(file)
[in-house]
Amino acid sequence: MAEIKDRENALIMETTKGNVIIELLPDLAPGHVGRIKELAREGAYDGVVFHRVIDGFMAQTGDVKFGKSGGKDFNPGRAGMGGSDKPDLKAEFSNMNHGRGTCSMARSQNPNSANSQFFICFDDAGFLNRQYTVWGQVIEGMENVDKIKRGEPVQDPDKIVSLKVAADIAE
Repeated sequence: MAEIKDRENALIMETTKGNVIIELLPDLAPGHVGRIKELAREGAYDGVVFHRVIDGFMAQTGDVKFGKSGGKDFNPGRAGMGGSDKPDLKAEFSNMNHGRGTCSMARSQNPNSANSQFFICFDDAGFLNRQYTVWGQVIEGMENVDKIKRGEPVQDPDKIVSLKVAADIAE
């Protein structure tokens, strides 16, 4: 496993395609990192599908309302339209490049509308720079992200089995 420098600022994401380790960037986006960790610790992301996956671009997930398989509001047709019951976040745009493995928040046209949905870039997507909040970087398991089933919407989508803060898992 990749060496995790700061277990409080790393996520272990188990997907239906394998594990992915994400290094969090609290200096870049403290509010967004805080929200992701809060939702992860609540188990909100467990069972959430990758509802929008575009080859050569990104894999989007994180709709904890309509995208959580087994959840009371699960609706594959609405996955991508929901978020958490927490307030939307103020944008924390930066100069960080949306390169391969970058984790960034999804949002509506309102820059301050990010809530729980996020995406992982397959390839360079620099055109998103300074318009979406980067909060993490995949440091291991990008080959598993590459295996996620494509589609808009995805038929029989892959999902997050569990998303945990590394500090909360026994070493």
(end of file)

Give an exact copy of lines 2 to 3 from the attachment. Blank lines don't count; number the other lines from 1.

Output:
Amino acid sequence: MAEIKDRENALIMETTKGNVIIELLPDLAPGHVGRIKELAREGAYDGVVFHRVIDGFMAQTGDVKFGKSGGKDFNPGRAGMGGSDKPDLKAEFSNMNHGRGTCSMARSQNPNSANSQFFICFDDAGFLNRQYTVWGQVIEGMENVDKIKRGEPVQDPDKIVSLKVAADIAE
Repeated sequence: MAEIKDRENALIMETTKGNVIIELLPDLAPGHVGRIKELAREGAYDGVVFHRVIDGFMAQTGDVKFGKSGGKDFNPGRAGMGGSDKPDLKAEFSNMNHGRGTCSMARSQNPNSANSQFFICFDDAGFLNRQYTVWGQVIEGMENVDKIKRGEPVQDPDKIVSLKVAADIAE